I believe the Koenigsegg cars are some of the most exotic and beautiful in the world. In particular, the orange Agera is just bananas. So using these …
… and these …
… as my inspiration, I decided to skin a portion of the hood with a sheet of 2×2 v-twill carbon, similar to the Koenigsegg. I had originally considered using two sheets of standard twill carbon and laying them down mirrored and side by side, but I just couldn’t come up with a good way to get them to mate in the middle without looking totally slapped together. A day of random internet browsing and I came across “v-twill carbon fiber” and my brain just about exploded when I saw this:
At this point my soul was feeling pretty crushed. You’ll note there’s a weird wiggle in the weave in the above photo. While laying the fabric down it shifted by ONE set of threads. Unfortunately the spray adhesive is strong enough that if I were to pull up on the fabric it would have ruined the rest of the fabric … so live with it or start over. I’ll admit, I thought long and hard about tearing the whole thing off and starting with another sheet of carbon. There’s no guarantee my second attempt would yield any better results and the thought of tossing all that money for another go at bat wasn’t compelling. So I sucked it up and kept moving forward.
It’s crazy how the human eye can pick out defects when you’ve got patterns in front of you. My hope was that adding resin would obscure the weave just enough that the jog is no longer so jarring.
Note: there’s an alternate technique of laying down resin as the tacking agent, instead of using a spray adhesive as I’ve been doing. The benefit of using resin is it (hopefully) remains wet enough that you can (hopefully) shift the weave as necessary to get it aligned before curing. The West Systems 207 hardener has a fairly short pot life, but once spread out it remains viscous for a long time. However, my experience has been it’ll start gelling relatively quickly – I was concerned if the resin started gelling before I could get everything trimmed and set that the fabric would be ruined. There’s likely other (better/more suitable) resins available for skinning but I haven’t had the time to play around with other resins. If anyone tries this alternate technique or other resins I’d be interested in hearing your experiences. In hindsight, had I used one of those Web-Lock fabrics, I might have been able to cut the sheet to size to start with then laid it down on freshly poured resin which would in turn allowed me to shift the fabric around as necessary to ensure a perfectly straight pattern. Uuungh.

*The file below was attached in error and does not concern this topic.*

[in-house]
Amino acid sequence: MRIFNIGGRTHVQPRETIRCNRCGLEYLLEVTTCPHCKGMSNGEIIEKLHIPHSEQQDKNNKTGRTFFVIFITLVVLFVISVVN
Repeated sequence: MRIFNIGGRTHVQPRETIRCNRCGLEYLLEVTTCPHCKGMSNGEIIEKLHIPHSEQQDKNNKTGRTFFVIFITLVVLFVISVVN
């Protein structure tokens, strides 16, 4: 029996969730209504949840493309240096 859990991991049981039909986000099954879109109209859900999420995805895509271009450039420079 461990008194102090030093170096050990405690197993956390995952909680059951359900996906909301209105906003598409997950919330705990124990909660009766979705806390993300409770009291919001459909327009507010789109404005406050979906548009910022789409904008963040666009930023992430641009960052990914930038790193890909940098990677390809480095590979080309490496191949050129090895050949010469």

So on we go …
The wet out coats went on fairly easily. Based on my prior experience with the console I knew I would have to go with multiple coats and I’d have to be fairly heavy to get a good initial wet out layer.
Pro tip: Don’t be parsimonious with the resin, mix more than you think you need for the wet out coat. The initial coat is THIRSTY because you’re getting resin into all areas below the carbon, within the carbon, and onto the carbon itself. Mix a little more so you’re not panicking with half wet/half dry carbon and you’re worried about how two different mixes are going to react. (Ask me how I know). If you’re using the West Systems 105/207 epoxy system, having the pre-measured pump dispensers is invaluable – it ensures you get the identical (and correct) ratio of resin to hardener every time.